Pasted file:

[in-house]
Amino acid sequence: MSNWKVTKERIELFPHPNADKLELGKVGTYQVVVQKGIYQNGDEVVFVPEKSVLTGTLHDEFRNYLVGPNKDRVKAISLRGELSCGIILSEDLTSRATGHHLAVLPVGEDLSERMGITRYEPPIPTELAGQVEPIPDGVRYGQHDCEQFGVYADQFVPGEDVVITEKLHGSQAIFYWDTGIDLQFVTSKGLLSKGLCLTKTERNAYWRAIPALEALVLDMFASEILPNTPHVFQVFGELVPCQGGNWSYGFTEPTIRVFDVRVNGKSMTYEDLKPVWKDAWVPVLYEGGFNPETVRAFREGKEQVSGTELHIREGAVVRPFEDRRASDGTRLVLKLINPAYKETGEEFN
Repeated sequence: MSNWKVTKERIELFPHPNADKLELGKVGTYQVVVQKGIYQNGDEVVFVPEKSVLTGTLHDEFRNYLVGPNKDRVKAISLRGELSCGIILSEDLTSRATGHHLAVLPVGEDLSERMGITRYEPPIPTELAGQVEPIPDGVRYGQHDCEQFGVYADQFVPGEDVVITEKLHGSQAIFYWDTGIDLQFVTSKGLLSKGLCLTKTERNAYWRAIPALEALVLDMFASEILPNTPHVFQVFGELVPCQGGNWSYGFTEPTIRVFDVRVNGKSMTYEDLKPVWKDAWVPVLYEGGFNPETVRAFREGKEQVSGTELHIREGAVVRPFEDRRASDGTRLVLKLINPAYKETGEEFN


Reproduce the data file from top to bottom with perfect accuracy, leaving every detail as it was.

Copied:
[in-house]
Amino acid sequence: MSNWKVTKERIELFPHPNADKLELGKVGTYQVVVQKGIYQNGDEVVFVPEKSVLTGTLHDEFRNYLVGPNKDRVKAISLRGELSCGIILSEDLTSRATGHHLAVLPVGEDLSERMGITRYEPPIPTELAGQVEPIPDGVRYGQHDCEQFGVYADQFVPGEDVVITEKLHGSQAIFYWDTGIDLQFVTSKGLLSKGLCLTKTERNAYWRAIPALEALVLDMFASEILPNTPHVFQVFGELVPCQGGNWSYGFTEPTIRVFDVRVNGKSMTYEDLKPVWKDAWVPVLYEGGFNPETVRAFREGKEQVSGTELHIREGAVVRPFEDRRASDGTRLVLKLINPAYKETGEEFN
Repeated sequence: MSNWKVTKERIELFPHPNADKLELGKVGTYQVVVQKGIYQNGDEVVFVPEKSVLTGTLHDEFRNYLVGPNKDRVKAISLRGELSCGIILSEDLTSRATGHHLAVLPVGEDLSERMGITRYEPPIPTELAGQVEPIPDGVRYGQHDCEQFGVYADQFVPGEDVVITEKLHGSQAIFYWDTGIDLQFVTSKGLLSKGLCLTKTERNAYWRAIPALEALVLDMFASEILPNTPHVFQVFGELVPCQGGNWSYGFTEPTIRVFDVRVNGKSMTYEDLKPVWKDAWVPVLYEGGFNPETVRAFREGKEQVSGTELHIREGAVVRPFEDRRASDGTRLVLKLINPAYKETGEEFN